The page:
World - To make fishing sustainable, we need to track fish as they move around the world
Think about the last time you ate fish — do you know where that fish came from?
If it was a large open ocean species like a tuna, whether from the Atlantic or the Pacific, that fish swam many miles before getting caught and ending up on your plate. Even if a fish is well-managed in one area, if it swims to another country where it is caught to be eaten, efforts at management and conservation will have been in vain. We need to know where fish go so we can manage them sustainably. To know where they go, we need to track them.
The largest and most developed fish tracking research projects are in North America, though other large networks exist in Europe and Australia. Much of the coastline of Asia and Latin America, however, is without this type of research. Out of all the work that is being done, much of it is occurring in wealthy countries, but fish don’t respect borders.
Scientists are banding together to collaborate and share fish tracking data. These collaborations come in the form of telemetry networks: national or regional groups that gain a deeper understanding about their local species by pooling data and equipment. Beyond that, “telemetry networks foster communities”, says Joy Young, a researcher at the Florida Fish and Wildlife Conservation Commission and a member of the Florida Atlantic Coast Telemetry (FACT) network. “They bring together scientists to share successes and failures, seek advice, and make connections that seed collaborative research projects.” These networks are the future of the field, giving scientists more resources to help them work, however, they are not evenly spread across the globe.
Global fish catch is about 90-95 million tons per year. East Asia and the Pacific account for 45% of that, followed by Europe and Central Asia (16% of global catch), then Latin America and the Caribbean (11% of global catch). In terms of income, 68% of the global catch comes from middle-income countries: the four biggest countries in this category are Brazil, Russia, India, and China.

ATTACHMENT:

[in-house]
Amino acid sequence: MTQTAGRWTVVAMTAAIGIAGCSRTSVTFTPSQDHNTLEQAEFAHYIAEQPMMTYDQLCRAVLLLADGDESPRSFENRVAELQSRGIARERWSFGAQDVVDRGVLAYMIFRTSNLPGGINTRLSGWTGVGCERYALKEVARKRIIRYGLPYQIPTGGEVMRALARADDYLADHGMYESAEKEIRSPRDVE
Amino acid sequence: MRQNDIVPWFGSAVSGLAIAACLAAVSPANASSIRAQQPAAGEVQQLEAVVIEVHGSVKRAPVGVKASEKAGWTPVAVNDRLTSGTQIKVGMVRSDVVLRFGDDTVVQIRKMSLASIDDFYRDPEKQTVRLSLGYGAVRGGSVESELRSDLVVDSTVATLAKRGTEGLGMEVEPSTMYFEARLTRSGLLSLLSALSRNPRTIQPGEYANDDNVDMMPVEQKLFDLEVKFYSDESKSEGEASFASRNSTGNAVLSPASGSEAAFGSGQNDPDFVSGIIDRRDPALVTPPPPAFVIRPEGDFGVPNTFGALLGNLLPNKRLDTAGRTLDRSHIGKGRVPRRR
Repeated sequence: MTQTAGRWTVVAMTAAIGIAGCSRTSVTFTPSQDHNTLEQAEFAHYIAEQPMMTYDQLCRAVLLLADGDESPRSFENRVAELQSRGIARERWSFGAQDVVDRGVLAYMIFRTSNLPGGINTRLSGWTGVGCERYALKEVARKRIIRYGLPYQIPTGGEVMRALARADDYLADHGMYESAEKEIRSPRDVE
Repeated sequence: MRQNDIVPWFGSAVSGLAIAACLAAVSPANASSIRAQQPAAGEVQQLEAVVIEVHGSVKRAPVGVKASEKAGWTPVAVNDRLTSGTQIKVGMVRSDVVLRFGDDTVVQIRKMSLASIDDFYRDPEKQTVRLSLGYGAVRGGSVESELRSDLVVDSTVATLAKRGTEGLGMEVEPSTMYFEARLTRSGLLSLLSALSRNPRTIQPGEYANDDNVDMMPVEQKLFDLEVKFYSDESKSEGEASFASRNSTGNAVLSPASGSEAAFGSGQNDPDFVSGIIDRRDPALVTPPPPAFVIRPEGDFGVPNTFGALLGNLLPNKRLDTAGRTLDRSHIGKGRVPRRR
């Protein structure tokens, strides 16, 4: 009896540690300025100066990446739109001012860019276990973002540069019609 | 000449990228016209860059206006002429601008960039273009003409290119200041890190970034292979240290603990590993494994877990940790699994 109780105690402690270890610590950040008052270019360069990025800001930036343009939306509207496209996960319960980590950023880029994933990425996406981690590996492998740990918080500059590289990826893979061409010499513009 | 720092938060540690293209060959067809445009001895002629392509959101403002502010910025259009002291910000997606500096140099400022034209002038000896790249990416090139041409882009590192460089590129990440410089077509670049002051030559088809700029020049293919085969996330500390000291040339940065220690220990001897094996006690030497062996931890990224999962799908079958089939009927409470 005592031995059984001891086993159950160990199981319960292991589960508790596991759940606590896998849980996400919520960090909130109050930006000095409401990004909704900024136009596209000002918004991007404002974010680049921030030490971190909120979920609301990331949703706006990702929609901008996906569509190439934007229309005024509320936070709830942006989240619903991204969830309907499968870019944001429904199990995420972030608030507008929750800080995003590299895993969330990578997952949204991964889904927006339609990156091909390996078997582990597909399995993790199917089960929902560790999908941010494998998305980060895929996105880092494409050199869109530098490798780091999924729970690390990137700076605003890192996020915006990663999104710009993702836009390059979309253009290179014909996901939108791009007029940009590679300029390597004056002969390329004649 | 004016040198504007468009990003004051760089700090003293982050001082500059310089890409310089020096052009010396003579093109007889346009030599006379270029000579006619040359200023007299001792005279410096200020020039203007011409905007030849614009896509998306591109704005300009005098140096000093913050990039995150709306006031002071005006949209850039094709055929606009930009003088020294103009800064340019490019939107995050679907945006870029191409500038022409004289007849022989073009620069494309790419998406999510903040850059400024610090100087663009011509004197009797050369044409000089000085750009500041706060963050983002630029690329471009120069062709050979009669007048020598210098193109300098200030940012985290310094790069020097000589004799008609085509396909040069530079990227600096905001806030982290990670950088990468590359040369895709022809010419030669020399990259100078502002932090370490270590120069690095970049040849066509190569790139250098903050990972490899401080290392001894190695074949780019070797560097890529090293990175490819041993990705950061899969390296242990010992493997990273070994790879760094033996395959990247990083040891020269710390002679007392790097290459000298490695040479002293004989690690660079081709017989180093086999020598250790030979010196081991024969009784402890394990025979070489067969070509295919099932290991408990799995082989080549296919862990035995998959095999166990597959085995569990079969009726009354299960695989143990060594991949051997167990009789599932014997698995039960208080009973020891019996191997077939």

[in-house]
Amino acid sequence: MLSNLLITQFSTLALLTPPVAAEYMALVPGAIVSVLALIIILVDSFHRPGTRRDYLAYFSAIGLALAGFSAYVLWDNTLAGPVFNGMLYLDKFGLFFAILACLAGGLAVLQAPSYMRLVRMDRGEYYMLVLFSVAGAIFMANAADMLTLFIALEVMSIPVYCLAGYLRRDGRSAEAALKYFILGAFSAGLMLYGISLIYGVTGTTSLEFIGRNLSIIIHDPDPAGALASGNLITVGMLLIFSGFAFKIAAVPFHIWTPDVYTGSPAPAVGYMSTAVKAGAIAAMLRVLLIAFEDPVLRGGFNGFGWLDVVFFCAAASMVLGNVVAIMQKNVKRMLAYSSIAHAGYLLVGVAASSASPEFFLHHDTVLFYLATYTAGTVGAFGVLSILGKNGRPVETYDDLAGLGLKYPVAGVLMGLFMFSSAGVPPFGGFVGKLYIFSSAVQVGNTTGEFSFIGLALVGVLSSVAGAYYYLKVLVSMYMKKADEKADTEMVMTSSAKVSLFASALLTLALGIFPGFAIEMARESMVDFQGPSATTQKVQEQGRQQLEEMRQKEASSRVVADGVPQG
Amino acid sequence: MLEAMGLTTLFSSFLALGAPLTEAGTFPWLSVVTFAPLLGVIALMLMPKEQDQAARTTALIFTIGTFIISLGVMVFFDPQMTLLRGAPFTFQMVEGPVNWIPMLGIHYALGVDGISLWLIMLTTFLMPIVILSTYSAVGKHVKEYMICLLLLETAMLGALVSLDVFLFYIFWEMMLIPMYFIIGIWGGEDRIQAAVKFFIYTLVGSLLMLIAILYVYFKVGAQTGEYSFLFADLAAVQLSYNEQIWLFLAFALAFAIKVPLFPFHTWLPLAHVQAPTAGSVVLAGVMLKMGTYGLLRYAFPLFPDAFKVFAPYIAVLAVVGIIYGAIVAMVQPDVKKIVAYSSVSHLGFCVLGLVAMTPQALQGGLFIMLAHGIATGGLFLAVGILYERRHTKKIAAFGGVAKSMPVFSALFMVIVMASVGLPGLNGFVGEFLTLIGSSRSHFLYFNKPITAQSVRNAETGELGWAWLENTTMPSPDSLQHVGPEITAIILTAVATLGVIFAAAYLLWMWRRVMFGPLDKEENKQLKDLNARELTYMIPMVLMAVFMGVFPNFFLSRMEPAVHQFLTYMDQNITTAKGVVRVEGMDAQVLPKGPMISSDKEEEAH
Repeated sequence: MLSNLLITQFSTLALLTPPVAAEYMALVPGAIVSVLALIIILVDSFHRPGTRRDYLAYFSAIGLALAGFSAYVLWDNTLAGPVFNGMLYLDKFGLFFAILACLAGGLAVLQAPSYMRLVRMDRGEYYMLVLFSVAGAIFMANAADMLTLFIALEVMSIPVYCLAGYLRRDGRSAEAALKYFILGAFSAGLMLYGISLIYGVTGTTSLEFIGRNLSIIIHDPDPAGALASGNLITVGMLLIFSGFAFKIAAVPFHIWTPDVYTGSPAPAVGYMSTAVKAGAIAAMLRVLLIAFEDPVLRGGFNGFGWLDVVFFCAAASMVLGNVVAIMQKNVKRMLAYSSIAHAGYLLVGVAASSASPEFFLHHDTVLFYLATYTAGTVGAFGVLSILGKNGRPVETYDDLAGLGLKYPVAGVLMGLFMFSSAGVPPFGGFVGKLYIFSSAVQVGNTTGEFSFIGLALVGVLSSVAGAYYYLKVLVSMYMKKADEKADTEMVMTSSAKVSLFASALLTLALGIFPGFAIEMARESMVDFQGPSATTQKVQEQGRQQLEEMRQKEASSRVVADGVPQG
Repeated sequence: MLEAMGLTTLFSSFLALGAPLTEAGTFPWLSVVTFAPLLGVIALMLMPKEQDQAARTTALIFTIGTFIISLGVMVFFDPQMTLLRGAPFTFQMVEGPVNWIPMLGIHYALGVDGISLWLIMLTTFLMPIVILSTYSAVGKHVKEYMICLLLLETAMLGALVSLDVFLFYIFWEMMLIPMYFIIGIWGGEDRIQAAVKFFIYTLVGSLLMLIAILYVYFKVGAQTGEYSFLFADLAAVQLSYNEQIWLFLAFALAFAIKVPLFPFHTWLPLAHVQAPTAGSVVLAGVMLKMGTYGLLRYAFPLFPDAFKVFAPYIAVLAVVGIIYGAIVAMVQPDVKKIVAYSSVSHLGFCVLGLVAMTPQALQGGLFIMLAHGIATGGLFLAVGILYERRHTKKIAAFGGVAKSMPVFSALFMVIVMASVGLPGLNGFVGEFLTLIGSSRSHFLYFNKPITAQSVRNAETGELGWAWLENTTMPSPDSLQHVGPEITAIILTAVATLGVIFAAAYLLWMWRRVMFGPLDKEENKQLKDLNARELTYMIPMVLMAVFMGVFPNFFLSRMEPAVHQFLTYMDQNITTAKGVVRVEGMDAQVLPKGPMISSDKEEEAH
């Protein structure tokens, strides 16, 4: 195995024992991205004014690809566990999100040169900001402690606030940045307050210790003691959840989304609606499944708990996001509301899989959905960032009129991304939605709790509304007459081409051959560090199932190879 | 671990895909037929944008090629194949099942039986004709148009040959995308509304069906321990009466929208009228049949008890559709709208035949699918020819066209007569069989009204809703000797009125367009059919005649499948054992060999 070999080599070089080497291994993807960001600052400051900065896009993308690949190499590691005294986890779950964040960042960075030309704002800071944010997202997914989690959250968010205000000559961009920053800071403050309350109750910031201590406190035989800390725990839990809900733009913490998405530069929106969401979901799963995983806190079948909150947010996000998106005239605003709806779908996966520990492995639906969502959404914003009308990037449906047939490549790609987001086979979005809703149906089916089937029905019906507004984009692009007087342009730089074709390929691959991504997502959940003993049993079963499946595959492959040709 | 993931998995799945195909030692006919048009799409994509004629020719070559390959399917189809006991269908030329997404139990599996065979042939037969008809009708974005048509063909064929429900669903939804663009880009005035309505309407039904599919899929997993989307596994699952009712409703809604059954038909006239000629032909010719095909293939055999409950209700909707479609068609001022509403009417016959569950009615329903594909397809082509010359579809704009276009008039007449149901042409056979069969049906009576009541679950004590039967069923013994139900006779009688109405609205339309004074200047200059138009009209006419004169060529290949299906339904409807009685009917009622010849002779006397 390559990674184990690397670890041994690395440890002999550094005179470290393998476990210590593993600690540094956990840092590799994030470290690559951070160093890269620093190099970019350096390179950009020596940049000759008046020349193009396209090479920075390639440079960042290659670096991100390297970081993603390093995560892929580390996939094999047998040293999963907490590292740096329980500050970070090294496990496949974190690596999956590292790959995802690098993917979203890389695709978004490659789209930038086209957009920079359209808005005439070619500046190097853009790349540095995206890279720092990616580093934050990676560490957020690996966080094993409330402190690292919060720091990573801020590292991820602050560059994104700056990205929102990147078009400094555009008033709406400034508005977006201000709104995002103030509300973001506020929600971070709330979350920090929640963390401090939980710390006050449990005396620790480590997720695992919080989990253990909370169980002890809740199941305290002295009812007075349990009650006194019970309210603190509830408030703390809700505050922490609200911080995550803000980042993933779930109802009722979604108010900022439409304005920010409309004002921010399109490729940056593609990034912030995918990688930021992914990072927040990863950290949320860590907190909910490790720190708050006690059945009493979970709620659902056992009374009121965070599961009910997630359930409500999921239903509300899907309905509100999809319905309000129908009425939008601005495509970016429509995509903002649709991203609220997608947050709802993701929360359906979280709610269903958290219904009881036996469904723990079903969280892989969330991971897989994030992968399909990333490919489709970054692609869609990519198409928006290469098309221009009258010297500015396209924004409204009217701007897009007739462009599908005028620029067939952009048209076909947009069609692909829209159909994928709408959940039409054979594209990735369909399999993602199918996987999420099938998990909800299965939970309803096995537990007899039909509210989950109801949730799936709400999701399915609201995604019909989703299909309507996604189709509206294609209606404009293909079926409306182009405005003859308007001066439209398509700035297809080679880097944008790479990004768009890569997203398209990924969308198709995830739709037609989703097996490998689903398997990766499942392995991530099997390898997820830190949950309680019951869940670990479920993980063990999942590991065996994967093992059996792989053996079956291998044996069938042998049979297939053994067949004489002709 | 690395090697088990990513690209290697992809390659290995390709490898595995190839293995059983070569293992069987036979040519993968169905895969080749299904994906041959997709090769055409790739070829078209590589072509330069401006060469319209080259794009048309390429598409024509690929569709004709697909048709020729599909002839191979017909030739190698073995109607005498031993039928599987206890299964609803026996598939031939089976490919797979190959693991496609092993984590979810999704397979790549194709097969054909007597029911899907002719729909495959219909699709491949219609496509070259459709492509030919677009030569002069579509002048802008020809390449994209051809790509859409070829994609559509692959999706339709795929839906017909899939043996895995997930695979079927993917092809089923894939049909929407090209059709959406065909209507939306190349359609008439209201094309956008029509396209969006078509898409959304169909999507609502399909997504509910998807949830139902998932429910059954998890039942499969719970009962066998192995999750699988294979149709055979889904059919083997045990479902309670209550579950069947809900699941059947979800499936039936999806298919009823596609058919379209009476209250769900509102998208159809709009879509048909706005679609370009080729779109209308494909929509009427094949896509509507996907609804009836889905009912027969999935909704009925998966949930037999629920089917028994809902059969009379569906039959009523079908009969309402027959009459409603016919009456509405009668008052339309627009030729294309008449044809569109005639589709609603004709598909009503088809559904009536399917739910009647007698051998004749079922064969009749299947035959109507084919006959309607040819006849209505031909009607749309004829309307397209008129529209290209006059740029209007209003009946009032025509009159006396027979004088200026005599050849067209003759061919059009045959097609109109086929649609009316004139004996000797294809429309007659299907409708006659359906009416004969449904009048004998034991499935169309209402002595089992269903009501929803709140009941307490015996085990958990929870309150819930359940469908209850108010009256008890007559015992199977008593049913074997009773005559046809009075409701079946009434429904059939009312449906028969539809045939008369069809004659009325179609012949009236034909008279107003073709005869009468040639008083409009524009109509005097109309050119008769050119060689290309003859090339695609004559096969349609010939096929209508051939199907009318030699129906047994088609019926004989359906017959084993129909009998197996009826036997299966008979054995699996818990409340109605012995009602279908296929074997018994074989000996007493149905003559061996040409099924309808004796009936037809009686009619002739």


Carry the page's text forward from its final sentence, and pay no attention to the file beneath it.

The most popular methods of fish tracking involve using electronic tags attached to an animal, which produce a signal that can be heard by receiving equipment. There is satellite telemetry, which uses tags attached the outside of an animal that transmit their position to satellites. This method can track highly migratory species but can only get a location when an animal surfaces. The other option is acoustic telemetry, which uses implanted tags and can track an animal that stays underwater, but only works when the animal is within a few hundred meters of an acoustic receiver that a scientist has secured to the seafloor or dragged behind a boat.
The equipment needed to utilize acoustic or satellite telemetry in research is expensive. A single satellite tag costs over a thousand dollars. Acoustic tags are cheaper, costing only a few hundred dollars, but they require corresponding receivers, which can cost thousands of dollars and need to be deployed in arrays of multiple receivers. Two receivers placed at the mouth of a river can tell a scientist when a fish goes through the “gate” and which direction they are going, but arrays looking at fish home range size need to be large and close together, sometimes using hundreds of receivers.